I must admit that after spending my work days reading manuscripts and my commutes reading blog posts, the enjoyment of books has gotten a bit squeezed out. This looks like a useful one to try to fit it. Friend Marty Grundy reviewed this title for Friends Journal a few years ago. After posting the link to Patricia’s post, Mackenzie reminded me that Quaker Faith and Podcast has also been going through the book in recent episodes.

Review of Traditional Quaker Christianity

As I read and re-read Traditional Quaker Christianity, I felt a spirit of humble diligence intent upon conveying the core substance…

Abiding Quaker
Categories: Blogs

Quakers shake things up

Quaker Ranter (Martin Kelly) - Thu, 04/05/2018 - 12:55pm

Rhonda Pfaltzgraff-Carlson is back with another reflection on light and truth and love, Why Quakers Inspire Social Change. It’s a good reminder that change also needs to come from within and that the Light is also meant for us:

If Friends can see new truth from the Light as coming in love, we will be emboldened to act on our leadings and live lives worthy of our callings. We will also be more open to conflict in our meetings and yearly meetings.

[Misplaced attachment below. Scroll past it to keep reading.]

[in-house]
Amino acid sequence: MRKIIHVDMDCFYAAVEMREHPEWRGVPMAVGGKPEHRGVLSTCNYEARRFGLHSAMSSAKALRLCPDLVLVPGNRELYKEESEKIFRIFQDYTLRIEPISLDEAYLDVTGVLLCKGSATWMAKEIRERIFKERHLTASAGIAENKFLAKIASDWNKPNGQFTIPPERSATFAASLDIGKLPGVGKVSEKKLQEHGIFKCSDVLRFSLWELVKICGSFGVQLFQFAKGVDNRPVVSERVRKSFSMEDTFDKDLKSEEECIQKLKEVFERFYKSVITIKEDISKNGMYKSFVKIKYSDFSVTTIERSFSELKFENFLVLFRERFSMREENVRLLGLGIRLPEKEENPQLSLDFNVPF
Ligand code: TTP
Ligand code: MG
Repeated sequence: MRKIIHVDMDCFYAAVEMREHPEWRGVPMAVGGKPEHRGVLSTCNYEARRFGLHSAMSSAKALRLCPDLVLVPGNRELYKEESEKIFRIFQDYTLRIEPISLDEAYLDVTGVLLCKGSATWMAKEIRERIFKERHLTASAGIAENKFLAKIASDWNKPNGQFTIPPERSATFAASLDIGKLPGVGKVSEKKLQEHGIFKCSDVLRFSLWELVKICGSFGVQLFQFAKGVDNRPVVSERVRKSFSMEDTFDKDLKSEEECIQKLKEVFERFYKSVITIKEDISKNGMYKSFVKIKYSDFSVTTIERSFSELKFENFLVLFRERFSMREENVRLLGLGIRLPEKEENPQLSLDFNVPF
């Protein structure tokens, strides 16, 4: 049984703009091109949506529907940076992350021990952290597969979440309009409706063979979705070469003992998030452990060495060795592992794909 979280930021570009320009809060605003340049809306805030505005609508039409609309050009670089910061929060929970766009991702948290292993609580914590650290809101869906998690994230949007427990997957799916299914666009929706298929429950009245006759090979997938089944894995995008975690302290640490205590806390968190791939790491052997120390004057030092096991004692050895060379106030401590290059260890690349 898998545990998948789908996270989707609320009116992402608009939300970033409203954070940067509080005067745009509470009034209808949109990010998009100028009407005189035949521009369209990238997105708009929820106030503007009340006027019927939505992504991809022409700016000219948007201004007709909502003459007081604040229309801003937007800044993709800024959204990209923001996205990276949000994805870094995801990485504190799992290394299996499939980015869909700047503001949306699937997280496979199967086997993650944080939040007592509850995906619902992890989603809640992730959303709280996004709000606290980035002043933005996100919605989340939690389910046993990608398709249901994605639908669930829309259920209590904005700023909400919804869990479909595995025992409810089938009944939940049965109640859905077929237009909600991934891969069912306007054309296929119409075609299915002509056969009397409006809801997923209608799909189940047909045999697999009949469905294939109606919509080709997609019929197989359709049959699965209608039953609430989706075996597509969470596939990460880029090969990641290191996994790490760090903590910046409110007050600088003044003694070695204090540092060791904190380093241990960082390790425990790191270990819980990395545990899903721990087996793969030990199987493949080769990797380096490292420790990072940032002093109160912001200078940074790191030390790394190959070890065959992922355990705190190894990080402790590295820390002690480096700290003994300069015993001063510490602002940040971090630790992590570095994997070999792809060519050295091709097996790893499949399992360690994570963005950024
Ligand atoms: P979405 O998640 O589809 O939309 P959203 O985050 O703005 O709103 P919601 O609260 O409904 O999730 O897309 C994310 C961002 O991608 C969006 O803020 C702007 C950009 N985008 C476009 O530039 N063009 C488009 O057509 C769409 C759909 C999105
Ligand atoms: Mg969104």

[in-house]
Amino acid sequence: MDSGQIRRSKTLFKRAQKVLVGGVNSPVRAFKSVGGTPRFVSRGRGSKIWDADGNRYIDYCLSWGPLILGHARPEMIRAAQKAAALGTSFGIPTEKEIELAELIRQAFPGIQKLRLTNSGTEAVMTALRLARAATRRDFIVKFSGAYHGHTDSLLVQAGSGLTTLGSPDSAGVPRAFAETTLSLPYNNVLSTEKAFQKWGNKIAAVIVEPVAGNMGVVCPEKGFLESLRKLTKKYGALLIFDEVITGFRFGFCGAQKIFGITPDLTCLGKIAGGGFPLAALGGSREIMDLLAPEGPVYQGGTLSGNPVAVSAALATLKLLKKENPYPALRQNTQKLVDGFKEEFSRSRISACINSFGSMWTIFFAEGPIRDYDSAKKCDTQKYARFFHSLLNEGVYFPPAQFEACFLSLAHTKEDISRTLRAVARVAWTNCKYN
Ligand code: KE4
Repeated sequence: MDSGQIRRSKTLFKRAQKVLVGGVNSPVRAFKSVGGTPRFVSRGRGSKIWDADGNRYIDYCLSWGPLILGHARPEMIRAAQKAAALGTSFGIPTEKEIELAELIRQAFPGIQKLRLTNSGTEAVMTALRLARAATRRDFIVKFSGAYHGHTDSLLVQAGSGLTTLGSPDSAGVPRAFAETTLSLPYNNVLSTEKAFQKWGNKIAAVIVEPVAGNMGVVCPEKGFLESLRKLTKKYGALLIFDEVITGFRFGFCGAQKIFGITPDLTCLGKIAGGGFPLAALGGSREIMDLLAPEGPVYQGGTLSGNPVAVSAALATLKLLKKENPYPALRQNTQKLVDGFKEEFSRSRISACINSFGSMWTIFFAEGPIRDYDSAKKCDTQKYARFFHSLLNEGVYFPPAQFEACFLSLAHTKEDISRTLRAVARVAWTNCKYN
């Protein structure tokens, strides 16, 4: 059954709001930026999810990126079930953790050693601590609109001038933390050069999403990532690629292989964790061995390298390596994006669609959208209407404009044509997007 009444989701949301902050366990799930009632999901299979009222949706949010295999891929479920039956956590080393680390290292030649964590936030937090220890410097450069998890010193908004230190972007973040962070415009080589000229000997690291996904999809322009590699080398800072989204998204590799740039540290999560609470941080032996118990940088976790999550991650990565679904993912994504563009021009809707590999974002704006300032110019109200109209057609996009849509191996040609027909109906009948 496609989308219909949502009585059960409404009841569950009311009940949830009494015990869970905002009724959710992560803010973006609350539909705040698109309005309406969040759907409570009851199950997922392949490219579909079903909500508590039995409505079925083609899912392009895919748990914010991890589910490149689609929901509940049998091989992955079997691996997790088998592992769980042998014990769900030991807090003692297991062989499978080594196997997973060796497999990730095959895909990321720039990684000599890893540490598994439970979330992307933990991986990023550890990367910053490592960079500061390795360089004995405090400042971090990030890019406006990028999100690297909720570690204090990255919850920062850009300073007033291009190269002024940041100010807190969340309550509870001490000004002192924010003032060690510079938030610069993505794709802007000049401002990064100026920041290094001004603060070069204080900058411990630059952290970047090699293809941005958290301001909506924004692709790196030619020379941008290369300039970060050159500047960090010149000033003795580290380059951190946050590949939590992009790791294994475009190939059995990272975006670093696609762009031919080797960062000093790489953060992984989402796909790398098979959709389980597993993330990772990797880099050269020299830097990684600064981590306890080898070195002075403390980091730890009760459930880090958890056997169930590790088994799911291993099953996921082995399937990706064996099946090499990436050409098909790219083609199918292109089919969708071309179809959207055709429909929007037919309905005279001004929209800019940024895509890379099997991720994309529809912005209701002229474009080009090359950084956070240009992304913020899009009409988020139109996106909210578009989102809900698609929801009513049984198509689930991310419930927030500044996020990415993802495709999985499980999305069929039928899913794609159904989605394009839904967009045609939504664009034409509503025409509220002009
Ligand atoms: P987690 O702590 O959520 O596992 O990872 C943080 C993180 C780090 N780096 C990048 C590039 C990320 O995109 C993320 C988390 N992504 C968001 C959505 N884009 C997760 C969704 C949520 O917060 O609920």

Categories: Blogs

Norval Reece interviewed on MLK Jr anniversary

Quaker Ranter (Martin Kelly) - Thu, 04/05/2018 - 8:10am

To mark the fiftieth anniversary of the death of Martin Luther King, Jr., a Philadelphia TV station interviewed Quaker Norval Reece: Bucks County Quaker, Civil Rights Activist Reflects On Time With MLK

Reece is a proud Quaker and believes it’s his Quaker roots that sent him to Dr. King’s side. “I was raised to believe all people are equal, are born equal, created equal,” he said. Reece met King in 1967 at the old Robert Morris Hotel in Philadelphia. He spent several hours with the civil rights icon. Reece says that night he, King and a few others planned a poverty march for the following spring, but King never made it.